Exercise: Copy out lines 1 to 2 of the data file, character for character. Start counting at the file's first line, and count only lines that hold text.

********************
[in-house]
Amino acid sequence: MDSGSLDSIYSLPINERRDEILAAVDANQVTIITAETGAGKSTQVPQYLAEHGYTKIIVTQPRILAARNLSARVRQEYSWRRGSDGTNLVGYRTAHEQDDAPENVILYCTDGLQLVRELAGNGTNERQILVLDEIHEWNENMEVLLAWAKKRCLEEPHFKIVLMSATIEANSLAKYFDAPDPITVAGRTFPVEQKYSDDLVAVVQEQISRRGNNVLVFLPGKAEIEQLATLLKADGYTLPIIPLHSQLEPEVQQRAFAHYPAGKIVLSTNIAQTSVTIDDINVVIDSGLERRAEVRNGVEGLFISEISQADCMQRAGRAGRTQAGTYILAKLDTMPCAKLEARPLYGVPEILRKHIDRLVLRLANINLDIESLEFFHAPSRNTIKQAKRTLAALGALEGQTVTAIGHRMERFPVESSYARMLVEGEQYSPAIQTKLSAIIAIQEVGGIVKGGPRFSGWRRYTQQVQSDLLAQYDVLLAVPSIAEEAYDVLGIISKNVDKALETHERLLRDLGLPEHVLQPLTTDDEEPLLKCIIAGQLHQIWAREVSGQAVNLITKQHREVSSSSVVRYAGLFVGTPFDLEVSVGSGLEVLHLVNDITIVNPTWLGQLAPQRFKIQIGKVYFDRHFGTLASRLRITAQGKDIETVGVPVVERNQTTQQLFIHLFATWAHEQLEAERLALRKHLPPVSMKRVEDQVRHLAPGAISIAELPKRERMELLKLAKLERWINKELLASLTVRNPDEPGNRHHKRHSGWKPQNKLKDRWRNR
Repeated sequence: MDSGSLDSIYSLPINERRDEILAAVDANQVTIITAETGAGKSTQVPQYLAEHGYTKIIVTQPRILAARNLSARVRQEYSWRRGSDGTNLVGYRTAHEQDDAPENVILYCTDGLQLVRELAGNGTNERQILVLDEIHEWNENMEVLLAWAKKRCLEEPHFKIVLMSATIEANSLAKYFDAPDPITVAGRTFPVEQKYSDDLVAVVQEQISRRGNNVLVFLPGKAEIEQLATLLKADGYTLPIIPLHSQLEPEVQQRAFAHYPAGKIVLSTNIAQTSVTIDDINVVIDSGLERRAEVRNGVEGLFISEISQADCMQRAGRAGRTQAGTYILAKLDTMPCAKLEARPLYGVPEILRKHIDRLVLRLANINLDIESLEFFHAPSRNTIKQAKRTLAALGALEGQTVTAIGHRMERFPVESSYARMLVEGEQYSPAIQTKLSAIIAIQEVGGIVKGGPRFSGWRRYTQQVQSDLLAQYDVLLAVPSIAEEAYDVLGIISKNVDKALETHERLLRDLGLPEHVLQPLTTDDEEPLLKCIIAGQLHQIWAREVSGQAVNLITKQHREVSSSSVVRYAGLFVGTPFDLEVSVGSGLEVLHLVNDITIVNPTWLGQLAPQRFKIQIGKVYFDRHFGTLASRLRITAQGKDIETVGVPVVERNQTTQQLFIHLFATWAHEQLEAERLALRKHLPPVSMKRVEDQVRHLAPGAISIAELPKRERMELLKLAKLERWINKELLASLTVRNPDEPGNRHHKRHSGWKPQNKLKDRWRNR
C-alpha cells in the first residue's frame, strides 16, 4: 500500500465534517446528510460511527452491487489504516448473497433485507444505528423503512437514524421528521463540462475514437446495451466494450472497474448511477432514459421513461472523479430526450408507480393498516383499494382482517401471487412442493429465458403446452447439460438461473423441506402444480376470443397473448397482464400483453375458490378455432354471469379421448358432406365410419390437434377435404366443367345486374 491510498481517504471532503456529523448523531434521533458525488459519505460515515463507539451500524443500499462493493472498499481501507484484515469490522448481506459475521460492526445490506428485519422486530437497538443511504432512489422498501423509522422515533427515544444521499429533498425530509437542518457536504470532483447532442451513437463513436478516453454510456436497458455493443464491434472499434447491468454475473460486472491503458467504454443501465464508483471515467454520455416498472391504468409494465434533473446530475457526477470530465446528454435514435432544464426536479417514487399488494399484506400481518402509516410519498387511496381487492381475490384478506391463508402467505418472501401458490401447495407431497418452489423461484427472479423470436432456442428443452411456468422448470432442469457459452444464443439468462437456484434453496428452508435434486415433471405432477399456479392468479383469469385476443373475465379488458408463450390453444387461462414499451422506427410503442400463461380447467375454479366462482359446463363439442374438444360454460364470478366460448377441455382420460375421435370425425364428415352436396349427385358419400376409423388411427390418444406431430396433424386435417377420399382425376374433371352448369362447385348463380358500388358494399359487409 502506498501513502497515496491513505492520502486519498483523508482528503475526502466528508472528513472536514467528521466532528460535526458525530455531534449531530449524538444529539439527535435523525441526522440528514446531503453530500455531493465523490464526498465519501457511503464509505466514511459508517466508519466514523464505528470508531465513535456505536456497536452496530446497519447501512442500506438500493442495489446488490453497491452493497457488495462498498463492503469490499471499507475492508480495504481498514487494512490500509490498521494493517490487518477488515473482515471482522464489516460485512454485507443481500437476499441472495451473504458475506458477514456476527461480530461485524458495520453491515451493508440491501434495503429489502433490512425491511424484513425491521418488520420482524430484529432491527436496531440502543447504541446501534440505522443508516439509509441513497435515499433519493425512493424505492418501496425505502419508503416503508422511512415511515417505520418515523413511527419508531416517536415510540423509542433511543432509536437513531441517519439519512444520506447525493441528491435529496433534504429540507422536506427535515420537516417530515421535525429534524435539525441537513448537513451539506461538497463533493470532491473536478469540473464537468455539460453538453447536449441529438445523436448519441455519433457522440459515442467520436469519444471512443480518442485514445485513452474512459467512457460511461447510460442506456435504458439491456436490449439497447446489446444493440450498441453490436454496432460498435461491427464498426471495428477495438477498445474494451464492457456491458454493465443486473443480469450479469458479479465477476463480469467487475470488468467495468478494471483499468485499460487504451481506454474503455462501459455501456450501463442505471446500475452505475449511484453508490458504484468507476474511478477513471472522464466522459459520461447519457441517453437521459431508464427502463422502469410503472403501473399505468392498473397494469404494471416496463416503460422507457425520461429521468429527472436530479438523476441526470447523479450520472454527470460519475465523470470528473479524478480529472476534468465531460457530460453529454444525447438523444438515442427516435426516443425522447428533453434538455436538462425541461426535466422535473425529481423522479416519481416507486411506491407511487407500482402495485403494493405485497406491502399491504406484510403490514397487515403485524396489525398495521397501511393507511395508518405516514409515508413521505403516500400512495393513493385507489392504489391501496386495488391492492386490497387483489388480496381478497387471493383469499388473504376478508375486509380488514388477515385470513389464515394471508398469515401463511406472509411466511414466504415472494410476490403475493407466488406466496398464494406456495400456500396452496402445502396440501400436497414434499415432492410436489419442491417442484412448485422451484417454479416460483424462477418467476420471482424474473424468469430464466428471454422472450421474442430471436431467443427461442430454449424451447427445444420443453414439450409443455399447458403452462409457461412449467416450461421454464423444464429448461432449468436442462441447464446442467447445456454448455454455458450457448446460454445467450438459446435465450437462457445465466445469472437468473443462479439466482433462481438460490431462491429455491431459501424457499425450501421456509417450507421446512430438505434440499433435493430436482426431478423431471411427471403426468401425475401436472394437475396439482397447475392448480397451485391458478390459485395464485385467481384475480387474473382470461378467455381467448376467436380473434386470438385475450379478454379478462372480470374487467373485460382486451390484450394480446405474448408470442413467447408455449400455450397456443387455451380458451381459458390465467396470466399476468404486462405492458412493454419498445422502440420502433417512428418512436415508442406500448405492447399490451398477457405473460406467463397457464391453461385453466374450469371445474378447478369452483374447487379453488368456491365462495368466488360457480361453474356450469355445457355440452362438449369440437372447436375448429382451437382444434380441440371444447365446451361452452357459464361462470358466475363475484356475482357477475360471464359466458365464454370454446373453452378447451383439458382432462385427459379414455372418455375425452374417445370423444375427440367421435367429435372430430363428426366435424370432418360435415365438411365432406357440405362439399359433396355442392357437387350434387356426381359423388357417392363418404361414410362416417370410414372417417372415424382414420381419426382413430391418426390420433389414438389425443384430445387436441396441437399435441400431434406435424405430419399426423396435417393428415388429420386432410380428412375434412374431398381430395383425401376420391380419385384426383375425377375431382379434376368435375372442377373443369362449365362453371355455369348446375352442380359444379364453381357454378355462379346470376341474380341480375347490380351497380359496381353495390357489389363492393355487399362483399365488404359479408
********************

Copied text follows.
[in-house]
Amino acid sequence: MDSGSLDSIYSLPINERRDEILAAVDANQVTIITAETGAGKSTQVPQYLAEHGYTKIIVTQPRILAARNLSARVRQEYSWRRGSDGTNLVGYRTAHEQDDAPENVILYCTDGLQLVRELAGNGTNERQILVLDEIHEWNENMEVLLAWAKKRCLEEPHFKIVLMSATIEANSLAKYFDAPDPITVAGRTFPVEQKYSDDLVAVVQEQISRRGNNVLVFLPGKAEIEQLATLLKADGYTLPIIPLHSQLEPEVQQRAFAHYPAGKIVLSTNIAQTSVTIDDINVVIDSGLERRAEVRNGVEGLFISEISQADCMQRAGRAGRTQAGTYILAKLDTMPCAKLEARPLYGVPEILRKHIDRLVLRLANINLDIESLEFFHAPSRNTIKQAKRTLAALGALEGQTVTAIGHRMERFPVESSYARMLVEGEQYSPAIQTKLSAIIAIQEVGGIVKGGPRFSGWRRYTQQVQSDLLAQYDVLLAVPSIAEEAYDVLGIISKNVDKALETHERLLRDLGLPEHVLQPLTTDDEEPLLKCIIAGQLHQIWAREVSGQAVNLITKQHREVSSSSVVRYAGLFVGTPFDLEVSVGSGLEVLHLVNDITIVNPTWLGQLAPQRFKIQIGKVYFDRHFGTLASRLRITAQGKDIETVGVPVVERNQTTQQLFIHLFATWAHEQLEAERLALRKHLPPVSMKRVEDQVRHLAPGAISIAELPKRERMELLKLAKLERWINKELLASLTVRNPDEPGNRHHKRHSGWKPQNKLKDRWRNR